Accueil > Actualités > Séminaires > Séminaire d'Alexis Berg


Titre : Diagnosing land-atmosphere coupling and its impact on climate variability in GFDL's climate models
Nom du conférencier : Alexis Berg
Son affiliation : Rutgers University / Geophysical Fluid Dynamics Laboratory
Laboratoire organisateur : LMD
Date et heure : 05-04-2013 10h30
Lieu : Salle de réunion du LMD/Jussieu (T45-55, 3e étage)
Résumé :

Land-atmosphere interactions occur when the response of the land surface (soil and vegetation) to atmospheric variations feeds back, positively or negatively, on these atmospheric variations. These feedbacks mainly originate from soil moisture anomalies, conveyed to the atmosphere primarily through their impact on surface heat fluxes. In some regions these interactions can lead to some degree of physical coupling between the land and the atmosphere, with thus the potential to affect regional mean climate, climate variability and extremes. Diagnosing these interactions in climate models is thus a crucial element of a process-based evaluation of these models. In this presentation we will show results from ongoing activities at GFDL aimed at investigating land-atmosphere coupling in some of GFDL's climate models.

In a first part, we evaluate the feedback between surface turbulent energy fluxes and precipitation, which is one of the key issues associated with land/atmosphere interactions. Using the NARR reanalysis data, Findell et al. (2011) recently provided an assessment of the impacts of morning surface latent and sensible heat fluxes on the frequency and intensity of afternoon convective rainfall over North America. Here, we apply the same metrics to AMIP-like simulations from GFDL’s atmospheric models AM2.1 and AM3. We show that these models perform differently in representing the impact of surface fluxes on convection. The sources of these differences are investigated.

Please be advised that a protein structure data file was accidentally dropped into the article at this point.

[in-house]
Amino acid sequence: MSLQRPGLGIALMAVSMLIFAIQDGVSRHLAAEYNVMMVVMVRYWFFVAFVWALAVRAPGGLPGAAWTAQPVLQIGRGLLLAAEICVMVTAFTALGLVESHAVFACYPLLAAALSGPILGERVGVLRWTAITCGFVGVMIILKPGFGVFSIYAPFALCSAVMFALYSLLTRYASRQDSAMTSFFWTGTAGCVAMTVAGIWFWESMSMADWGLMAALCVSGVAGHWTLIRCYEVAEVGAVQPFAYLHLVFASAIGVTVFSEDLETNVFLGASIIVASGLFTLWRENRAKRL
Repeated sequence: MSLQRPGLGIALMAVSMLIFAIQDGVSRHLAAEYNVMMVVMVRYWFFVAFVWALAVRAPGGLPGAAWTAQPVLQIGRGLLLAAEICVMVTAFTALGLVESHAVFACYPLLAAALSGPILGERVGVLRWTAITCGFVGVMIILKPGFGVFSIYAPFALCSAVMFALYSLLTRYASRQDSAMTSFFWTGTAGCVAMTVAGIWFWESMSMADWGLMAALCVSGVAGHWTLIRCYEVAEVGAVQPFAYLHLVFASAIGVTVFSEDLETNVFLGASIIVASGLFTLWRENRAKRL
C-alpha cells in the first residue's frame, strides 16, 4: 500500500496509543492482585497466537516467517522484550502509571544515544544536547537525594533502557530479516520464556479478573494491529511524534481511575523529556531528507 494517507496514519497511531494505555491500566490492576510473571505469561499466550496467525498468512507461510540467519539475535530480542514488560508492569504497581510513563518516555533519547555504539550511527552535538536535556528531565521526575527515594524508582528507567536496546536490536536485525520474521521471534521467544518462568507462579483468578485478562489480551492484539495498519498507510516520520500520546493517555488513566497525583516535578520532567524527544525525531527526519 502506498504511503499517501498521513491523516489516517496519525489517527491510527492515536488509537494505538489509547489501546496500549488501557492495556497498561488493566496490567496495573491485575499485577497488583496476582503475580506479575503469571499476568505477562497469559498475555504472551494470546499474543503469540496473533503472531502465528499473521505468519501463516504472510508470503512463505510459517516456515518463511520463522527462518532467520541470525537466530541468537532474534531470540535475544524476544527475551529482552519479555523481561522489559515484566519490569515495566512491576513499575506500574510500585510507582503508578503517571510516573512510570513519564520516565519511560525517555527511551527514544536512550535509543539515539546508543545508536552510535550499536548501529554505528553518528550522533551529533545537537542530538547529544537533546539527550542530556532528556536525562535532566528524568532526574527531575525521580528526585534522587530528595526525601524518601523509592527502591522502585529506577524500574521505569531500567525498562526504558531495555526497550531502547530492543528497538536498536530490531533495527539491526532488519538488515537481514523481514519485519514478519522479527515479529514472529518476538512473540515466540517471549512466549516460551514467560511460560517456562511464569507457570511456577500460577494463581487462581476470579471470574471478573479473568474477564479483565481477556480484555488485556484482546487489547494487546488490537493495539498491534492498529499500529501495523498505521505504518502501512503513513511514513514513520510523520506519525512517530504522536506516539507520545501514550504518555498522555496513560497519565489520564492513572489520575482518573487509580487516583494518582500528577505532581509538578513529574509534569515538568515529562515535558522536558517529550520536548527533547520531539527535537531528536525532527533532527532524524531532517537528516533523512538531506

In a second part, we analyze results from GLACE-CMIP5 simulations performed at GFDL : i.e., historical and climate change transient AMIP-like simulations, with and without interactive soil moisture. Here we compare in particular the two simulations over 1971-2000, isolating the effect of soil moisture dynamics on the simulated climate and placing the emphasis on near-surface hydroclimatic variability. We show that soil moisture dynamics strongly enhance the variability of temperature over apparent 'hotspots', at different time scales over different regions. Analysis of the daily distribution of the different variables involved (soil moisture, surface fluxes, temperature, precipitation) sheds light on the higher-order moments of variability that emerge as a result of soil moisture dynamics, including bimodality and skewness. In particular, soil moisture dynamics disproportionately impact the high side of the temperature distribution. In addition, soil moisture appears to be responsible for the coupling between temperature and precipitation seasonal variability in some regions. These results have implications for the diagnosis and attribution of extreme events such as heatwaves and droughts.

Contact :

MP Lefebvre 0144272799